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The Blind Side Movie Review

A perfect ensemble of characters is brought together in The Blind Side to tell the true story of Michael Oher's rise from the ashes of life to play as a tackle for the Baltimore Ravens football team. In a moment of serendipitous provision a tough as nails gentlewoman of the South finds Michael as an oversized high school boy and opens her wings and her family's hearth to give the gift of love which leads to life.

Michael Oher has a painful upbringing that isn't a new story...it's just his story this time. It doesn't matter if a hundred other kids or a thousand other kids have lived the same story or one of its variations, the pain and agony are always unique and excruciating to the one living it in their own skin. Michael started at a new high school as a football recruit and as Providence would have it, a cold night, a cold boy and a no-nonsense Southern woman all came together on a road to a gym, but for Michael, the road took a detour. It didn't lead directly to the gym--that came later--it led to a family's hearth and heart and to a bed.

Leigh Anne Touhy and her family take Michael (Quinton Aaron) under their wings, give him love and a tutor. Michael applies himself, learns, gets passing grades and--and encounters football. This moose of a young man, who doesn't like being called Big Mike, takes football by storm by not understanding one single thing about it. It is Leigh Anne (Sandra Bullock) who teaches him football by telling him, "This is your quarterback. You watch his blind side...When you see him, you think of me." That has to be the world's most elegant introduction to contact sport ever uttered. And then--Michael Oher was a first-round draft pick to play professional football for the Baltimore Ravens, at 6’4” and 309 pounds.

Sandra Bullock is at her best in The Blind Side. Bullock has her southern accent down to almost perfection (there are one or two spots where she speaks pure Yankee, but her accent isn't nearly as weak as it was in Infamous) and she succeeds in keeping her comedic impulses in check, although once in awhile you can see one of those impulses start to flicker then die (e.g., at "over-priced salad"). All-in-all, Sandra Bullock plays the no-nonsense, tough as nails, courageous and large-hearted Leigh Anne Touhy with authenticity, making the relationship between Michael and Leigh Anne breathe with truthfulness. Leigh Anne is what more and more women aspire to be.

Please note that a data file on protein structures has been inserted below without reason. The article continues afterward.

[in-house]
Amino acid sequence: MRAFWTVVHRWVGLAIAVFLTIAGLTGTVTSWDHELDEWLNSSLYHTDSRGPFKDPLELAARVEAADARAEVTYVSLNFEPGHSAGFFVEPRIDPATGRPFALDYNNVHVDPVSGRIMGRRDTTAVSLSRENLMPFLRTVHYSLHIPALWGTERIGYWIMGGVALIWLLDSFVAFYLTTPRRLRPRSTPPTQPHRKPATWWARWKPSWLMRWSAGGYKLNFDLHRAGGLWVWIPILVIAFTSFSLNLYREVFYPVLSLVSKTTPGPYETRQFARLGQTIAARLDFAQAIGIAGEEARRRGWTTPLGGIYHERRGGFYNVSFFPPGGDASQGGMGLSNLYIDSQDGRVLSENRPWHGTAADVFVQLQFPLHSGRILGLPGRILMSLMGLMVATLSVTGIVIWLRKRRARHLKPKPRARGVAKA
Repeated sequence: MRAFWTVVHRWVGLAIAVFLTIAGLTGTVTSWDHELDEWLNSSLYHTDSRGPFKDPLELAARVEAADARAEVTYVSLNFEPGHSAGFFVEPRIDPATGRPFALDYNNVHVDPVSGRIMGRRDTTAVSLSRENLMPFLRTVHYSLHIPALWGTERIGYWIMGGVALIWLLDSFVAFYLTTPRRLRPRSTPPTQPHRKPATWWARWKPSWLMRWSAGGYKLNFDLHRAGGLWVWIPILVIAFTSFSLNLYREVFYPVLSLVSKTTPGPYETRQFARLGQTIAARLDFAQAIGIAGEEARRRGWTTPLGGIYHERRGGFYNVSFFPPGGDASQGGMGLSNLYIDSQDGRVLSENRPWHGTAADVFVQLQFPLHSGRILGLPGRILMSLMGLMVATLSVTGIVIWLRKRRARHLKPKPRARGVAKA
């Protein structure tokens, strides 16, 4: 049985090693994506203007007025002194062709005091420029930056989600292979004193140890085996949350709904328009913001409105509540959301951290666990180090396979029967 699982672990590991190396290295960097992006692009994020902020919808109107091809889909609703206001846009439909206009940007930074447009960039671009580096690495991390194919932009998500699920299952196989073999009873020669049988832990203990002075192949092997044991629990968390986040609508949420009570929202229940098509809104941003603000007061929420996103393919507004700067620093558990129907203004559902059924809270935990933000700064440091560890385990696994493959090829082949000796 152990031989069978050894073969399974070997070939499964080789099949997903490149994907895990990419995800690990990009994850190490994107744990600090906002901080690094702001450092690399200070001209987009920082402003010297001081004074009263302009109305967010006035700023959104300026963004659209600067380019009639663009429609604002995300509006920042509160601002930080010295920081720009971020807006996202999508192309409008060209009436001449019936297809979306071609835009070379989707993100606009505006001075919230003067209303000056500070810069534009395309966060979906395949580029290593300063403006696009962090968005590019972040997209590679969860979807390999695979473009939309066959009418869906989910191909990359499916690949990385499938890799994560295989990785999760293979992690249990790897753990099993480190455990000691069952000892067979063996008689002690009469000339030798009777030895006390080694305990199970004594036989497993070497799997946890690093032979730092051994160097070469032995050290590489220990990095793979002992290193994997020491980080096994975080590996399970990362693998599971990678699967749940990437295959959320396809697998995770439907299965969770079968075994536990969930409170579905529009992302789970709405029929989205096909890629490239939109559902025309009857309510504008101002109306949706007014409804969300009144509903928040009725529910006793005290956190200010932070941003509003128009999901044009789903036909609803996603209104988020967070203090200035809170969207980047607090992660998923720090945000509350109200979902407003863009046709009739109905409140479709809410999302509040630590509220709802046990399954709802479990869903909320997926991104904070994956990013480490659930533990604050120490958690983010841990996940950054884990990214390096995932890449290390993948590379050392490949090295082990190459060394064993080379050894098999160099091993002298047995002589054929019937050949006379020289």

Rookie actor Quinton Aaron has been in a handful of TV productions, including playing a bodyguard on Law & Order and in a TV pilot. Aaron hit exactly the right notes with Michael's character. The scene when he and Leigh Anne go to pick up Michael's clothes contains some of the best film moments of 2009. Leigh Anne's son and daughter, who support and encourage Michael, and Leigh Anne's husband, who beams at Michael with sincere happiness and good will and helps him along, add the right notes of harmony to Michael's phoenix story.

Besides doing an excellent job of telling a true story about human excellence, The Blind Side also reveals a truth that many would rather keep hidden these days: Families and siblings do behave with love, appreciation, kindness and gentleness to each other; not all families and siblings are spiteful, bitter, quarrelsome, hateful and cruel to each other. Conflict in life doesn't have to come from within the family circle, or the circle of friendship for that matter; conflict should only come from without.

Director John Lee Hancock, with only six other directing credits to his name, put together a film that tells a terrific story about truly terrific individuals who were brought together by Providential chance for the betterment of one individual life—Michael Oher’s. (Of course the Toughys have their lessons to learn, too.) Production designer Michael Corenblith and editor Mark Livolsi succeeded in making a harmoniously unified film out of places as disparate as the ghetto tenements and posh restaurants with over-priced salads. The Blind Side, rated PG-13, is definitely a movie you will want to see—but leave the young, sensitive and impressionable ones home. It might even turn you into a Ravens fan.

Rated PG-13 for brief violence, drug and sexual references.

John Lee Hancock - Director; Michael Lewis - Book Writer; John Lee Hancock - Screenplay Writer; Michael Oher – Quinton Aaron; Sandra Bullock - Leigh Anne Touhy; Tim McGraw – Sean Touhy.

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